Mackie CR4 Review
It’s the era of podcasters, YouTubers and indie artists with soaring ambitions on a shoestring budget.
And manufacturers have been on the overdrive trying to cater to this ever growing niche audience.
Mackie was one of the first brands to jump headfirst into this segment, with the launch of its ‘Creative Reference’ or CR lineup of budget-priced studio monitors.
The CR4 is the mid-level entrant from the range and brings the casual but discerning listener, one step closer to a professional setup.
It boasts of an impressive feature list and reasonably good audio quality packaged into an attractive, all-wood design.
Detailed Mackie CR4 review
The Mackie CR4 is a budget-priced nearfield studio monitor with plug & play capabilities, that can also double up as a desktop speaker if need be.
Think of it like a middle ground between a multimedia speaker and a nearfield monitor.
The perfect setup for beginner music producers and indie performers seeking studio capabilities in a home setup.
The design, features and performance are aimed at ease-of-use more than critical music production.
But at this price point, it brings unbeatable value, which is the USP of the range.
The CR4 retains the subdued, but attractive, dark gray cabinets with the florescent green halo on the transducers, that is now uniform across the range.
The speakers stand 8.5” tall and are about 6” across and deep. That’s a pretty compact footprint for a nearfield.
The build quality is top notch. Thick MDF cabinets with heavy duty plastic baffles ensure that the speaker doesn’t do the ‘crawl’ that flimsier models are guilty of doing at high volumes.
There’s no vibration or unwanted resonance either.
The partial control panel on the front is a step towards making this appealing to the average desktop user. There’s a volume knob that doubles up as the power switch and two AUX ports so that you can connect your smartphone and start playing music instantly
Thankfully, the more important controls are reserved for the rear panel. There are the standard unbalanced RCA and balanced 1/4″ TRS input jacks and an output to connect to speakers. Sadly, there’s no room acoustic control.
Instead, there’s the active unit placement switch that allows you to select the orientation of the active speaker.
The CR4 comes bundled with some useful accessories including acoustic isolation pads and a couple of cables to connect to speakers and media players.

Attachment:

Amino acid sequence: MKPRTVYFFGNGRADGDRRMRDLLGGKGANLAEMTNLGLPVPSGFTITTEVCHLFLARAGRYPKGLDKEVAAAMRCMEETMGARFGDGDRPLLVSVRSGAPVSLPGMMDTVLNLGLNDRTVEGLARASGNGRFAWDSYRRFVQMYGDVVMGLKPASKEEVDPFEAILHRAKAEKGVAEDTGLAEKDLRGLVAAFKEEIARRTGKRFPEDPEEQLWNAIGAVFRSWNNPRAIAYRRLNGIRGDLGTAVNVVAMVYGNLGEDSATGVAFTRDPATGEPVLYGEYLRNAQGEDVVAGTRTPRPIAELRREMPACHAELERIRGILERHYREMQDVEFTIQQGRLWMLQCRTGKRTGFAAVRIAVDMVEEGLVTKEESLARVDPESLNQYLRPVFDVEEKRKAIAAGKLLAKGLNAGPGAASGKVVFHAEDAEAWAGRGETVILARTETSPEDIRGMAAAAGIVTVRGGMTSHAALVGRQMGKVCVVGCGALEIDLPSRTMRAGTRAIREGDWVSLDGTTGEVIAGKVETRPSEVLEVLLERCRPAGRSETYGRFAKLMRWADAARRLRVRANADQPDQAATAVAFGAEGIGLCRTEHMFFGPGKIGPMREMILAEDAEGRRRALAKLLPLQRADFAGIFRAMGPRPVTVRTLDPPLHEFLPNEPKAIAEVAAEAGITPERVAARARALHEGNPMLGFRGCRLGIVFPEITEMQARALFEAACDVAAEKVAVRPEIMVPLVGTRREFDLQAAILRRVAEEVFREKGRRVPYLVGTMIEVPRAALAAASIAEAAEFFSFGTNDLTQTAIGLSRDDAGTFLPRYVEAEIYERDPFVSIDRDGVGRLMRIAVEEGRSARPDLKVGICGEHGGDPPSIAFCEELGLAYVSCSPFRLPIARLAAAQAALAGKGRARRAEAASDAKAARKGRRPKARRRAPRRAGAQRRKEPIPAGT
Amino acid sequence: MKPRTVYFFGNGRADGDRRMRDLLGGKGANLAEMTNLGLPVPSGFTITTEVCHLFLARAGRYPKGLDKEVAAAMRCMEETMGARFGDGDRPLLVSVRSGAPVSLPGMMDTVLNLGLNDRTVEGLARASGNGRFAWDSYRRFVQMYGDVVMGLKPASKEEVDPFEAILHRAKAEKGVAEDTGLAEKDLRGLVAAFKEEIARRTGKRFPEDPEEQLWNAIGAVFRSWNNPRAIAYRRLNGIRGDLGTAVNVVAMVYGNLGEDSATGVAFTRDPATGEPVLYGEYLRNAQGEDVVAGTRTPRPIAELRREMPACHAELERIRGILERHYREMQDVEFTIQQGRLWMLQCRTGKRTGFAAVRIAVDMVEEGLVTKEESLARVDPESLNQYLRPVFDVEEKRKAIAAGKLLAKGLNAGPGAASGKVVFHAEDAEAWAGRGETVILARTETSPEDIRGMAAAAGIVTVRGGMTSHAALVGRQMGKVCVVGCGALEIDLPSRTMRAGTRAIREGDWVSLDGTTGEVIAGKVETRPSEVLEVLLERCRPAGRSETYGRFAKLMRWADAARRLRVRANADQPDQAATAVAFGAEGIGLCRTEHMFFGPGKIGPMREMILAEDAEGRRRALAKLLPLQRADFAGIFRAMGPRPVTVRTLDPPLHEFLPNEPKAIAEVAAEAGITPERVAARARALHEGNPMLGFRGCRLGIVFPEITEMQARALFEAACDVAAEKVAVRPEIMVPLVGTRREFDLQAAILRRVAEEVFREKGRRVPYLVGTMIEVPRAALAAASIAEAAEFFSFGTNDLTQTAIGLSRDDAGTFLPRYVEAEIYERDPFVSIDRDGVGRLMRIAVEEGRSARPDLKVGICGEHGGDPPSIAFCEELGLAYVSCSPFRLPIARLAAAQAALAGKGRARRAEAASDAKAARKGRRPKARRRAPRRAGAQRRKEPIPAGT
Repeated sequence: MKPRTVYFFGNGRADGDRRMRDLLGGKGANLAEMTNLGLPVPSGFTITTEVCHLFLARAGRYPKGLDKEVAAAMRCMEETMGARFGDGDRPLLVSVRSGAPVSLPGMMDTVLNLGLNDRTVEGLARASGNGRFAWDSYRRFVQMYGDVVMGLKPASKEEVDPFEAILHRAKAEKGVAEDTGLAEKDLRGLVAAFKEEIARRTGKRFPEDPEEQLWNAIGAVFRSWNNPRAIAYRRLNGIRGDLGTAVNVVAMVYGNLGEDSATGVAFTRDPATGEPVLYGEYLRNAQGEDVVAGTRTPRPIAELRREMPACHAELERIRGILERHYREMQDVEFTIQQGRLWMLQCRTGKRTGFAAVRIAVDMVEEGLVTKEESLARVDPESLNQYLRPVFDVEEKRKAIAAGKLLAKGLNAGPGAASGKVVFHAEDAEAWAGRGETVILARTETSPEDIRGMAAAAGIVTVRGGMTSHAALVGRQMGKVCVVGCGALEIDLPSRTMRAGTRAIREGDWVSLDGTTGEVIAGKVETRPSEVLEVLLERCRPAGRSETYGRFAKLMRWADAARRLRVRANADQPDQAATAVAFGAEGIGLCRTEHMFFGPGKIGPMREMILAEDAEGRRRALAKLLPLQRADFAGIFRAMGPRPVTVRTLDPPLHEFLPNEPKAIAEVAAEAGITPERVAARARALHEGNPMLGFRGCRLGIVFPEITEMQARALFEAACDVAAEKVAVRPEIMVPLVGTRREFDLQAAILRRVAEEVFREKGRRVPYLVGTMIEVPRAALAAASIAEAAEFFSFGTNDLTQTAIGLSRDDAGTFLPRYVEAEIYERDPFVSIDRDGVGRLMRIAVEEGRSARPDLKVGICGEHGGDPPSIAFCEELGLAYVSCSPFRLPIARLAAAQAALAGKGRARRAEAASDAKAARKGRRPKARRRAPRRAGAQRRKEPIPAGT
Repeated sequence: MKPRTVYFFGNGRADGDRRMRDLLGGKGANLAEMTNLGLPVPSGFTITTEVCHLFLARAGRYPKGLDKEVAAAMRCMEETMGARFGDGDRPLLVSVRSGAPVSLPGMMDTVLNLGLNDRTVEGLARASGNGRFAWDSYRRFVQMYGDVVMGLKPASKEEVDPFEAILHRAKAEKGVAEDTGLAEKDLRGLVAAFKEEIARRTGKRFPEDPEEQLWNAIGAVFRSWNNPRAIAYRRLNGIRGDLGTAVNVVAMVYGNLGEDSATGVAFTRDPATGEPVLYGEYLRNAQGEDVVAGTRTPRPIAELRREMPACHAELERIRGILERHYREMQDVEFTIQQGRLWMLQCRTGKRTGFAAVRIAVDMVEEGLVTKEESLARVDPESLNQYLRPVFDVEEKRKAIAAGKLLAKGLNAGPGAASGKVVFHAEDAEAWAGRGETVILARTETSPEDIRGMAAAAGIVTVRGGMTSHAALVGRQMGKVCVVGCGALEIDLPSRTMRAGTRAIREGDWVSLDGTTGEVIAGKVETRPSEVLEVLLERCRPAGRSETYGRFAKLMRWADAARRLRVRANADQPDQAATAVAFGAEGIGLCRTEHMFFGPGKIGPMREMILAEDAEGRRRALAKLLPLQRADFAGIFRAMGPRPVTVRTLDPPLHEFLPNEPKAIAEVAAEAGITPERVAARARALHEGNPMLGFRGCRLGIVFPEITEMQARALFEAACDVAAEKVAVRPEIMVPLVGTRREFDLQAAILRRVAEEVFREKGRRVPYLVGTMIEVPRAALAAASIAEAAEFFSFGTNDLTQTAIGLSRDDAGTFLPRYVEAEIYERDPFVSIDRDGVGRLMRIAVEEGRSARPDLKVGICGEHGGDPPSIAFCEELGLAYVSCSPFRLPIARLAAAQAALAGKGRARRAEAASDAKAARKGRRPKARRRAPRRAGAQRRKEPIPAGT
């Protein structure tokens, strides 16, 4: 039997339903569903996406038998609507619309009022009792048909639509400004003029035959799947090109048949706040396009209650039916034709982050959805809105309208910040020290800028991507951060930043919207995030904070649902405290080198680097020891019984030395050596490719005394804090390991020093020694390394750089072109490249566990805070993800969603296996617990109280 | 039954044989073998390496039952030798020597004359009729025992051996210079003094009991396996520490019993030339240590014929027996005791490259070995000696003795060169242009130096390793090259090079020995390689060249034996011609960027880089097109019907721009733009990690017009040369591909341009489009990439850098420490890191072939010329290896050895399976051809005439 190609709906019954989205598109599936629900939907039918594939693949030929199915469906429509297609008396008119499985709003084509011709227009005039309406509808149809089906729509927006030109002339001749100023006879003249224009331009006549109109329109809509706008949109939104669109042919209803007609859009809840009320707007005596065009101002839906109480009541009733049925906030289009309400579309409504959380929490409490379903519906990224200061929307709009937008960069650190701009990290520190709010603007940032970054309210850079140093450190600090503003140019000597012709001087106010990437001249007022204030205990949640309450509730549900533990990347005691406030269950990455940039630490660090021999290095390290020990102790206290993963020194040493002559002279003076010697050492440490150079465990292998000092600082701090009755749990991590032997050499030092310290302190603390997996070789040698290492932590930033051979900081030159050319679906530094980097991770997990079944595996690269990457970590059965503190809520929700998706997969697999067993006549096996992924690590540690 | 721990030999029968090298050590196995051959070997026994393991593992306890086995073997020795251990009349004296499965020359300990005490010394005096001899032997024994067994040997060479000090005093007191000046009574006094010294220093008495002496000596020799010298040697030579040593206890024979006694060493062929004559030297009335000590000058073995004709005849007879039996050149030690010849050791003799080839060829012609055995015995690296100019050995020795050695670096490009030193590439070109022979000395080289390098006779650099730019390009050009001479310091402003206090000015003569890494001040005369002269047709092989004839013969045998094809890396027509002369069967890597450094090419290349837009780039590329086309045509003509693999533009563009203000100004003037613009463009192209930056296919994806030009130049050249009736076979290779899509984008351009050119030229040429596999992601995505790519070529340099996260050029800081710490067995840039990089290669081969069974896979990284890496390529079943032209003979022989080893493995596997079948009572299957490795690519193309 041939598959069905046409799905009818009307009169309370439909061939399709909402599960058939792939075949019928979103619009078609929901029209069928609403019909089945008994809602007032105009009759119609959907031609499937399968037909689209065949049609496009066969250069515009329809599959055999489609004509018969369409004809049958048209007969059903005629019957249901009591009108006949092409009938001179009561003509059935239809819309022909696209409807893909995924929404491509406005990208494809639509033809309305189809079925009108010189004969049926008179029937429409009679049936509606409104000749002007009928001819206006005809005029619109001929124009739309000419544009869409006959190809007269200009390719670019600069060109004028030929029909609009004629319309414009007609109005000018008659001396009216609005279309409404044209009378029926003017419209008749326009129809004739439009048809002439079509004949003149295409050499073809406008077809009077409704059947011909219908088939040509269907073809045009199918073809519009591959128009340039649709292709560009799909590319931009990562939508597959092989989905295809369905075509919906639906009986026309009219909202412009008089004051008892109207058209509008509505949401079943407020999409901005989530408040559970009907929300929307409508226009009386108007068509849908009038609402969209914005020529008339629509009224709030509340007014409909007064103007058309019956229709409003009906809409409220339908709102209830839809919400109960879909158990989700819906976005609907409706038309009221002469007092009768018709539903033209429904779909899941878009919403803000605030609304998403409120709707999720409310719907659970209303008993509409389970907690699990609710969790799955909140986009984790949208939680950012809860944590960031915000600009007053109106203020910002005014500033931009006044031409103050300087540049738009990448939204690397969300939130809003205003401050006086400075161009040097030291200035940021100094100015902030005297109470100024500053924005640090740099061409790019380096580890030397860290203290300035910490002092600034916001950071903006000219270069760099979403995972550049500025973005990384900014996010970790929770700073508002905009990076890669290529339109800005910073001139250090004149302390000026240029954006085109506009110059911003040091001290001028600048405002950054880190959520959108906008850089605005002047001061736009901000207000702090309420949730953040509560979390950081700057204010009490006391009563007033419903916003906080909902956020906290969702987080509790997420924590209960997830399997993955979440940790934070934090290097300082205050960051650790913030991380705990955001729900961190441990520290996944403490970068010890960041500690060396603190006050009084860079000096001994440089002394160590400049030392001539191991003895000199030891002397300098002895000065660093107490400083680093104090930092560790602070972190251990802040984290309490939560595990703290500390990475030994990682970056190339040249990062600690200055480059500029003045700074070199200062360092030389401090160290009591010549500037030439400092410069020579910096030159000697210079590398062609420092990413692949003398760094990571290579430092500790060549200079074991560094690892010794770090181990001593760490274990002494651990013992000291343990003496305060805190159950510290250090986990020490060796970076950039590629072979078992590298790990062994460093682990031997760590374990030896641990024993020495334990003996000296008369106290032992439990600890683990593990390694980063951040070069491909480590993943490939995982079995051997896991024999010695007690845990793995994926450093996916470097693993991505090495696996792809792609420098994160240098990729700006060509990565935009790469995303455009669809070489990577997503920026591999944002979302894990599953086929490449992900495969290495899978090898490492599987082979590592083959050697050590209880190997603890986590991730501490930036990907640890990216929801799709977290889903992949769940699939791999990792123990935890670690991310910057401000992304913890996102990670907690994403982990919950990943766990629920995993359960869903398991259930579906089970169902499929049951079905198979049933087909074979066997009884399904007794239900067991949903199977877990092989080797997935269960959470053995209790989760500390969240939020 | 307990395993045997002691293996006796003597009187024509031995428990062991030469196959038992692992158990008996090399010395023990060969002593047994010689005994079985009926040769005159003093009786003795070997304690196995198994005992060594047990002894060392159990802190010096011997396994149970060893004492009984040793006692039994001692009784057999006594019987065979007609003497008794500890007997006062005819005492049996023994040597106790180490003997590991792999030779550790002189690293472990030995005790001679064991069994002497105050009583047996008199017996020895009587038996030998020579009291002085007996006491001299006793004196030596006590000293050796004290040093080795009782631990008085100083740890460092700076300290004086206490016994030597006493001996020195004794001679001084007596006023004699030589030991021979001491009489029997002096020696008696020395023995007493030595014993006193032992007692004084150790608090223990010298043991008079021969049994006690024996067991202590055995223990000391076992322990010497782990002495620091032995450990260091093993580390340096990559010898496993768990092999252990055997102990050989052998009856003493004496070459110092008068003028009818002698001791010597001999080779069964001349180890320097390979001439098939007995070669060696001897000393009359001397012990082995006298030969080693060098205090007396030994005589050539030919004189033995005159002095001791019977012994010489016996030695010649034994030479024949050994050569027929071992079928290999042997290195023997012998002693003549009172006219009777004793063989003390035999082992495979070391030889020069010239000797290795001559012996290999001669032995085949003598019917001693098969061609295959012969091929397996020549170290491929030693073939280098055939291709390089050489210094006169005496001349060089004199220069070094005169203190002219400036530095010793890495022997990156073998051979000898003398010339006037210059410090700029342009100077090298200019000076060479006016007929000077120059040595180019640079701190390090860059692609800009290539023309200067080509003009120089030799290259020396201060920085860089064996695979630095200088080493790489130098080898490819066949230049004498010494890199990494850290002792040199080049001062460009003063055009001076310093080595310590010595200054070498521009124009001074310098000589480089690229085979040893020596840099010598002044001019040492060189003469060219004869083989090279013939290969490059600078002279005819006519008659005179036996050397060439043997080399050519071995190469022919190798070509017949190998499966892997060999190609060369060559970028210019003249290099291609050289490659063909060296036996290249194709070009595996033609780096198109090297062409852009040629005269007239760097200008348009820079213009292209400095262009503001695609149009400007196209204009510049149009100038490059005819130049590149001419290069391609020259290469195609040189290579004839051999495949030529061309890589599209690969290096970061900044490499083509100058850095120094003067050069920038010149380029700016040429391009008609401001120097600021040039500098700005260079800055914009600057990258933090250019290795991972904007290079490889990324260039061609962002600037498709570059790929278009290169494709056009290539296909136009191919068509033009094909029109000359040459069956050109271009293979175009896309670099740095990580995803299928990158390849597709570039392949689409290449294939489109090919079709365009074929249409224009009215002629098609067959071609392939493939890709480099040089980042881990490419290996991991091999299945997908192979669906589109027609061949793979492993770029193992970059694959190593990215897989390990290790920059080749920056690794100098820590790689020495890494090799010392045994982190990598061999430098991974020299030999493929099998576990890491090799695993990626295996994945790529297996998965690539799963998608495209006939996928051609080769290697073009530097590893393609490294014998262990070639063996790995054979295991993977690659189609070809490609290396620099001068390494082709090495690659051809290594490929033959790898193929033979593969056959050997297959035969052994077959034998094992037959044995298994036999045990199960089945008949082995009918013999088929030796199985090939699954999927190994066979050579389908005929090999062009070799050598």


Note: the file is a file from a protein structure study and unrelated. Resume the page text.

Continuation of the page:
Budget-priced studio monitors sound great in theory. But come peppered with tradeoffs that affect performance.
But the Mackie CR4 boasts of some pretty neat specs.
Both the cabinets produce about 50W of power to drive the 4” polypropylene coated woofer & .75” ferrofluid cooled silk-dome tweeter.
The frequency range is wide enough from 70Hz to 20kHZ and is well suited for a wide range of applications.
The rear-firing ports might limit your speaker placement choices in the absence of dedicated room controls to fine tune the bass.
While the setup sounds basic, the audio quality is pretty decent.
A lot of you might be wondering the reason behind the ongoing appeal for a set of studio monitors with such a basic set of specifications and features.
That’s because the CR4 stands out with its audio quality when pitted against the competition at this price point.
The 4” driver kicks-in during the mids and lows and you get excellent details on the low end.
The mid-range sounds natural.
The overall response is reasonably flat, although there are a few spikes and lows at some frequencies.
Well, that is to be expected given the small diameter of the woofer cone.
Also, the overall tone is pretty transparent.
A bit bass-heavy maybe. But you’ve got to keep in mind that this isn’t a professional set up. Not even a semi-professional one to be fair.
Who’s the Mackie CR4 for?
Well, we’ve seen the CR4 occupying prime real estate in mixing studios that are crammed with equipment that’s priced 10x more.
That speaks volumes about its acoustic performance.
We’d say that almost anyone would be pleased with the audio quality.
That includes beginner musicians, DJs, sound engineers, casual music lovers. There are no reasons to complain if you have realistic expectations.
Moreover, if you tweak the settings around a little, there’s no reason why you cannot produce some great mixes on these.
Mixes that will translate into great audio quality on other systems.
Our Verdict: There are two ways to look at it. If you are a professional, then the Mackie CR4 is a great beginner studio monitor. It’s compact and ideal for small-sized studios and home set ups. It offers reasonably flat response and is particularly good in the mids and the lows.
On the contrary if you are looking for a great set of speakers to connect to your computer or your TV, then this will be a massive set up from your old, stock multimedia speakers. You won’t be disappointed one bit.